It is not only the weather outside that is frightful! The traditional Medicare administrative appeals process operates along a strict timetable that, in recent months, has been absolutely “snowed in” by the avalanche of requests for appeals hearings by Administrative Law Judges (ALJs) and significant administrative delays extending far beyond normal processing backlogs. These delays affect providers across the Medicare spectrum, including those who are contesting adverse coverage and reimbursement decisions, as well as those who are contesting overpayment determinations generated by Recovery Audit Contractor (RAC) or Zone Program Integrity Contractor (ZPIC) audits. On February 12, 2014, the U.S. Department of Health & Human Services’ Office of Medicare Hearings and Appeals (OMHA) hosted its first ever Medicare Appellant Forum to update appellants on the status of OMHA operations; describe OMHA initiatives aimed at reducing the backlog of OMHA-level appeals; offer advice to appellants for making the administrative-appeals process work more efficiently at the OMHA level; and solicit input from the appellant community on reducing the appeals backlog and improving the efficiency of OMHA’s processes.
At several points during the Forum, Chief ALJ Nancy Griswold and other speakers emphasized that OMHA has not imposed a moratorium; to the contrary, OMHA has continued to hold appeals hearings. OMHA’s process simply has changed due to the significant increases in workflow. Most significantly, in July 2013 OMHA implemented a deferred assignment process, which affects requests for hearings that were received by OMHA on or after April 2013. The new process has suspended assignments of new hearing requests until an adjudicator becomes available, to allow cases to be assigned on a first-in / first-out basis as each individual ALJ’s case docket is able to accommodate the additional work. Seemingly efficient, but with a significant effect—as of January 28, 2014, there is an estimated delay of up to 28 months until a hearing is assigned to an ALJ’s docket, and the estimated average wait time to obtain a hearing after assignment to an ALJ’s docket exceeds 6 months. When asked what OMHA’s statutory or regulatory authority is for establishing this deferred assignment process, Chief ALJ Griswold said that it is a “case management issue” and that OMHA does have regulatory authority to manage its workload.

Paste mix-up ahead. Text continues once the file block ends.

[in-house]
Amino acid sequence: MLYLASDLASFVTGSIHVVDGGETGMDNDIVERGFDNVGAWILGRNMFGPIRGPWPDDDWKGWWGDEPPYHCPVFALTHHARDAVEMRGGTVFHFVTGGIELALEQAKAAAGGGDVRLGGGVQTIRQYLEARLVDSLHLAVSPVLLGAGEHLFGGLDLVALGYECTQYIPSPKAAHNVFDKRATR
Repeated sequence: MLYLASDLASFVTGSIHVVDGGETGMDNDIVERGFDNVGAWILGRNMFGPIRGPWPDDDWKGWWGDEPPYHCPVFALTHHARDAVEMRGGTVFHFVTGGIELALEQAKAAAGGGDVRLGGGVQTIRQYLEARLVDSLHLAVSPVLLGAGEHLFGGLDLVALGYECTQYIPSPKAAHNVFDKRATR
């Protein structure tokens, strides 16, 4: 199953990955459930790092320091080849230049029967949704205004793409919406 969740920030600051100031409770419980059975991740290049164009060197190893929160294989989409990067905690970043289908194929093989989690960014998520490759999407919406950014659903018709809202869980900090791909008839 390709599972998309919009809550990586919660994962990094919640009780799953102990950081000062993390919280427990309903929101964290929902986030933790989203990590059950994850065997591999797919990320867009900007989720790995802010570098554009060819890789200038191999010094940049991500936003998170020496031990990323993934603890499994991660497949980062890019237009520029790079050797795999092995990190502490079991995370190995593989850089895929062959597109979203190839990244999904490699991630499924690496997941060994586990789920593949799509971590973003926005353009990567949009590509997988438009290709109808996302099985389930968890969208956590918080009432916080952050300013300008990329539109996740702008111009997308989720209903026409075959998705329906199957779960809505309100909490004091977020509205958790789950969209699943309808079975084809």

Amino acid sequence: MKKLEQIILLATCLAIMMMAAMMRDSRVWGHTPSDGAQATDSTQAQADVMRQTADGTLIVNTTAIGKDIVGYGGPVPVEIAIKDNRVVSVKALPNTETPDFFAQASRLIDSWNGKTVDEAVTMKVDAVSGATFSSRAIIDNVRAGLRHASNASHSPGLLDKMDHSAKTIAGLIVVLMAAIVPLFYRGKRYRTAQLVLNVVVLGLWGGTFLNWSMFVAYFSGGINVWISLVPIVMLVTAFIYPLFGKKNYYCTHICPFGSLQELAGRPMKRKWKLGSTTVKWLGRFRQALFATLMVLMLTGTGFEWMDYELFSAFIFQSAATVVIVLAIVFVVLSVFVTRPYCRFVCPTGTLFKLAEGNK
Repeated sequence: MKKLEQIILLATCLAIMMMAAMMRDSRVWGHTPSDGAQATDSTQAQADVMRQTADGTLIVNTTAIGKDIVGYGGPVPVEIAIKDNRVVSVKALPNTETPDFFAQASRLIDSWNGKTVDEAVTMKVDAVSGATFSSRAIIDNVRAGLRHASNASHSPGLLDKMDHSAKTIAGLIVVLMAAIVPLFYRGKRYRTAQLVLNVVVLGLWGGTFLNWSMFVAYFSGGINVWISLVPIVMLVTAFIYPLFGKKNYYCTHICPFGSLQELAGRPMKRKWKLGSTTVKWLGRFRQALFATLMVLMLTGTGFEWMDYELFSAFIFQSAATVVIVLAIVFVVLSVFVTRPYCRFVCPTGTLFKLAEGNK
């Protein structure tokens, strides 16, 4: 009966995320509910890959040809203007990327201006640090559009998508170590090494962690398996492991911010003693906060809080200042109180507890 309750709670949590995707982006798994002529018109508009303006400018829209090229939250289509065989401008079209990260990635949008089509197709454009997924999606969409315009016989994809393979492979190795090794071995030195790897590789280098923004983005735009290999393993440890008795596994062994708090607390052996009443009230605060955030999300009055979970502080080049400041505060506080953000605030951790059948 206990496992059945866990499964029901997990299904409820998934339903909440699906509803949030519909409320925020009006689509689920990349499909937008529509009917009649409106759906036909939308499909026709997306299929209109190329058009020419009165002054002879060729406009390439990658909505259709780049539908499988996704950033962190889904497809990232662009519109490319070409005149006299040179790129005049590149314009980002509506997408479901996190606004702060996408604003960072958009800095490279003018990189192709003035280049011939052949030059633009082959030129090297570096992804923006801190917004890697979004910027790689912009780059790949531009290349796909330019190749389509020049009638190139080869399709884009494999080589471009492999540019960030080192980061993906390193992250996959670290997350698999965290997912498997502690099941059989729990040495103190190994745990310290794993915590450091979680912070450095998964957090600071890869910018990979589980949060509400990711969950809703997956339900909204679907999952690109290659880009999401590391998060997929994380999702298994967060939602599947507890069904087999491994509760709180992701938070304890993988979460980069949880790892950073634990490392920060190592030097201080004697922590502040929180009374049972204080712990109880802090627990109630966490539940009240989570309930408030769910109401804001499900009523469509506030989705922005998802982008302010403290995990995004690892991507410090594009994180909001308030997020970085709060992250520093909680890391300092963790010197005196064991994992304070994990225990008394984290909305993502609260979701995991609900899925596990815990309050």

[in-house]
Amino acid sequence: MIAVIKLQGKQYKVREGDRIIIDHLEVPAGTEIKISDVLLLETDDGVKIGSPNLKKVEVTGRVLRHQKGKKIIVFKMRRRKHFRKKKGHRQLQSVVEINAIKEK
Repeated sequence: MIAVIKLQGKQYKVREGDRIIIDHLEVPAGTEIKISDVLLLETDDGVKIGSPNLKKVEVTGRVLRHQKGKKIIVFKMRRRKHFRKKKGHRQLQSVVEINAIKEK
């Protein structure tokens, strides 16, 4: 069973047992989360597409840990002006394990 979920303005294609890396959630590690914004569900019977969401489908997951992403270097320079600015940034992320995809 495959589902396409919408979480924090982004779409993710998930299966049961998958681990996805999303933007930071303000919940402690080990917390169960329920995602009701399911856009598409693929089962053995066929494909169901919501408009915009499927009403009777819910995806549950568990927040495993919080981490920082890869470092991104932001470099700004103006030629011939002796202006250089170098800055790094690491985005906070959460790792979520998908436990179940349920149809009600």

During the Forum, various speakers provided the audience with numerous statistics, some of which really help to put OMHA’s dilemma into perspective:
- Between FY 2009 and the present (YTD FY 2014), OMHA’s average processing time for a single appeal has increased from 94.9 days to 329.8 days.
- In January 2012, OMHA was receiving 1,200 new requests for hearings per week; presently, OMHA is receiving more than 15,000 new requests for hearings per week.
Generally, ALJs have three different types of appeals cases in their normal workload: (1) traditional Medicare Part A / Part B appeals, (2) appeals associated with claims that may be reimbursable by both the Medicare and the Medicaid programs (“dual eligible appeals”); and (3) appeals from decisions by Medicare contractors that are reviewing claims outside the traditional Medicare Part A / Part B claims review process (e.g., RACs, ZPICs). Notably, in October 2009 the Centers for Medicare & Medicaid Services (CMS) permanently implemented the fee-for-service RAC program on a nationwide basis. Although OMHA has reported a rise in the ALJs’ workloads for all three types of cases, Chief ALJ Griswold acknowledged during the Forum that the rise in the number of Medicare contractor appeals has been the most significant.
Potential Relief on the Horizon?